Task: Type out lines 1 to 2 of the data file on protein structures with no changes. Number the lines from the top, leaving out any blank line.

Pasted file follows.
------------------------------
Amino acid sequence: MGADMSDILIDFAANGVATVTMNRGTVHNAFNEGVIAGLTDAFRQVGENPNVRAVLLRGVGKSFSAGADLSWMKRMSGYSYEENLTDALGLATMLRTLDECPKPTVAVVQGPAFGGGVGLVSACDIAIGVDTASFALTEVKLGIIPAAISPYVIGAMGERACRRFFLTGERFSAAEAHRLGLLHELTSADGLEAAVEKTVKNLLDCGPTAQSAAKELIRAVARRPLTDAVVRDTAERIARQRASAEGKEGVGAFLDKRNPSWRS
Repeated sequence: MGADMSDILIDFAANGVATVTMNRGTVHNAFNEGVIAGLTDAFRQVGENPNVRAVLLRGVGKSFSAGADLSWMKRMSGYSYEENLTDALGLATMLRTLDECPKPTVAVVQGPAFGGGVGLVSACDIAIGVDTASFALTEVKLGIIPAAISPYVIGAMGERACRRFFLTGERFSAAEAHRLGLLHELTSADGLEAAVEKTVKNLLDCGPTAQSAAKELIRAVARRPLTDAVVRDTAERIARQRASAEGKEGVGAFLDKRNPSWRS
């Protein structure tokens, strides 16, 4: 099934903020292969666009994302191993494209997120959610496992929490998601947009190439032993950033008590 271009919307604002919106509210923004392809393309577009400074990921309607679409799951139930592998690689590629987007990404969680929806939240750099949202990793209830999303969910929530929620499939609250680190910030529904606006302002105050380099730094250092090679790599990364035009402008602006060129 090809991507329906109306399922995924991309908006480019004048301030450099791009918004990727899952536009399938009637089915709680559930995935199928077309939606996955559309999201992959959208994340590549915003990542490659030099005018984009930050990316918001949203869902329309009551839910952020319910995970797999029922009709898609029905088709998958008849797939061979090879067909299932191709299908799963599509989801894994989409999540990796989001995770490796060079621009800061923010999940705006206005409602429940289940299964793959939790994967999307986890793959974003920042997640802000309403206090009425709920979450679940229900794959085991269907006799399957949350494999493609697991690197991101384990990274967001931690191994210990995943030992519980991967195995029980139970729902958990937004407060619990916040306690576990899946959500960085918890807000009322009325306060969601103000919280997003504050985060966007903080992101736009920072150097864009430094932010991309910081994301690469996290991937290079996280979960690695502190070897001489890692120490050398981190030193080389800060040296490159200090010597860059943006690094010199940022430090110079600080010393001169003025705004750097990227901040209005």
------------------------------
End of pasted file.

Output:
Amino acid sequence: MGADMSDILIDFAANGVATVTMNRGTVHNAFNEGVIAGLTDAFRQVGENPNVRAVLLRGVGKSFSAGADLSWMKRMSGYSYEENLTDALGLATMLRTLDECPKPTVAVVQGPAFGGGVGLVSACDIAIGVDTASFALTEVKLGIIPAAISPYVIGAMGERACRRFFLTGERFSAAEAHRLGLLHELTSADGLEAAVEKTVKNLLDCGPTAQSAAKELIRAVARRPLTDAVVRDTAERIARQRASAEGKEGVGAFLDKRNPSWRS
Repeated sequence: MGADMSDILIDFAANGVATVTMNRGTVHNAFNEGVIAGLTDAFRQVGENPNVRAVLLRGVGKSFSAGADLSWMKRMSGYSYEENLTDALGLATMLRTLDECPKPTVAVVQGPAFGGGVGLVSACDIAIGVDTASFALTEVKLGIIPAAISPYVIGAMGERACRRFFLTGERFSAAEAHRLGLLHELTSADGLEAAVEKTVKNLLDCGPTAQSAAKELIRAVARRPLTDAVVRDTAERIARQRASAEGKEGVGAFLDKRNPSWRS